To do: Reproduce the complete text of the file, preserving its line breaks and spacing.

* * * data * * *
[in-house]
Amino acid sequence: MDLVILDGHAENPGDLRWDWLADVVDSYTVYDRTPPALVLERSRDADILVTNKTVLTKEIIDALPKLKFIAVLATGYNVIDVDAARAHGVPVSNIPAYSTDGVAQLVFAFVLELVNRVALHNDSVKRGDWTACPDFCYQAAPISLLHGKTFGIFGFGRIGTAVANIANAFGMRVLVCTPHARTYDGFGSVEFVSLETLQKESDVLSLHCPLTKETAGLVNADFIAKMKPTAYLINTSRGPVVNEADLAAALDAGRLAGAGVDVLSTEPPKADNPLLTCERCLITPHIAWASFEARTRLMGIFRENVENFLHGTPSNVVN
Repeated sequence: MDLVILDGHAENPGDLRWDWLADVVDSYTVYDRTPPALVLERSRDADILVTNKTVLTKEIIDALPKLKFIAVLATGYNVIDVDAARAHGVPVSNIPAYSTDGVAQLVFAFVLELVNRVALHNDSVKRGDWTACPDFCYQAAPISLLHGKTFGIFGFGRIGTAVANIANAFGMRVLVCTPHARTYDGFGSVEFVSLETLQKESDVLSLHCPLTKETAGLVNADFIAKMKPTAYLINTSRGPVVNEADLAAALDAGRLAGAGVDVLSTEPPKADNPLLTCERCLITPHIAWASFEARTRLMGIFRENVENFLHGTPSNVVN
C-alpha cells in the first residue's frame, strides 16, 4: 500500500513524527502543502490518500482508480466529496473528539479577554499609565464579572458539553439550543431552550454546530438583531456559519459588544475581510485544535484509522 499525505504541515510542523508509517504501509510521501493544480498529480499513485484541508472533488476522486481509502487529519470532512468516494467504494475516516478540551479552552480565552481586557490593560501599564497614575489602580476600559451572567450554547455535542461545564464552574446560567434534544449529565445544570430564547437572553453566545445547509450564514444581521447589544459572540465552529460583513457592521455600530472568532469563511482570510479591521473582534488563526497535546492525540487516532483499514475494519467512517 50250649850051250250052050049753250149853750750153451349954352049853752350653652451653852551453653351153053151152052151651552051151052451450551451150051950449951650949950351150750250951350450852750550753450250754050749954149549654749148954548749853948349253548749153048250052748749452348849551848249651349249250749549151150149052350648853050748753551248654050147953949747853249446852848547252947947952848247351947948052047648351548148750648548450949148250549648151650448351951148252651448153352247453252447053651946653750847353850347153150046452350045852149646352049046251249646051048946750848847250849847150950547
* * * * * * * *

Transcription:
[in-house]
Amino acid sequence: MDLVILDGHAENPGDLRWDWLADVVDSYTVYDRTPPALVLERSRDADILVTNKTVLTKEIIDALPKLKFIAVLATGYNVIDVDAARAHGVPVSNIPAYSTDGVAQLVFAFVLELVNRVALHNDSVKRGDWTACPDFCYQAAPISLLHGKTFGIFGFGRIGTAVANIANAFGMRVLVCTPHARTYDGFGSVEFVSLETLQKESDVLSLHCPLTKETAGLVNADFIAKMKPTAYLINTSRGPVVNEADLAAALDAGRLAGAGVDVLSTEPPKADNPLLTCERCLITPHIAWASFEARTRLMGIFRENVENFLHGTPSNVVN
Repeated sequence: MDLVILDGHAENPGDLRWDWLADVVDSYTVYDRTPPALVLERSRDADILVTNKTVLTKEIIDALPKLKFIAVLATGYNVIDVDAARAHGVPVSNIPAYSTDGVAQLVFAFVLELVNRVALHNDSVKRGDWTACPDFCYQAAPISLLHGKTFGIFGFGRIGTAVANIANAFGMRVLVCTPHARTYDGFGSVEFVSLETLQKESDVLSLHCPLTKETAGLVNADFIAKMKPTAYLINTSRGPVVNEADLAAALDAGRLAGAGVDVLSTEPPKADNPLLTCERCLITPHIAWASFEARTRLMGIFRENVENFLHGTPSNVVN
C-alpha cells in the first residue's frame, strides 16, 4: 500500500513524527502543502490518500482508480466529496473528539479577554499609565464579572458539553439550543431552550454546530438583531456559519459588544475581510485544535484509522 499525505504541515510542523508509517504501509510521501493544480498529480499513485484541508472533488476522486481509502487529519470532512468516494467504494475516516478540551479552552480565552481586557490593560501599564497614575489602580476600559451572567450554547455535542461545564464552574446560567434534544449529565445544570430564547437572553453566545445547509450564514444581521447589544459572540465552529460583513457592521455600530472568532469563511482570510479591521473582534488563526497535546492525540487516532483499514475494519467512517 50250649850051250250052050049753250149853750750153451349954352049853752350653652451653852551453653351153053151152052151651552051151052451450551451150051950449951650949950351150750250951350450852750550753450250754050749954149549654749148954548749853948349253548749153048250052748749452348849551848249651349249250749549151150149052350648853050748753551248654050147953949747853249446852848547252947947952848247351947948052047648351548148750648548450949148250549648151650448351951148252651448153352247453252447053651946653750847353850347153150046452350045852149646352049046251249646051048946750848847250849847150950547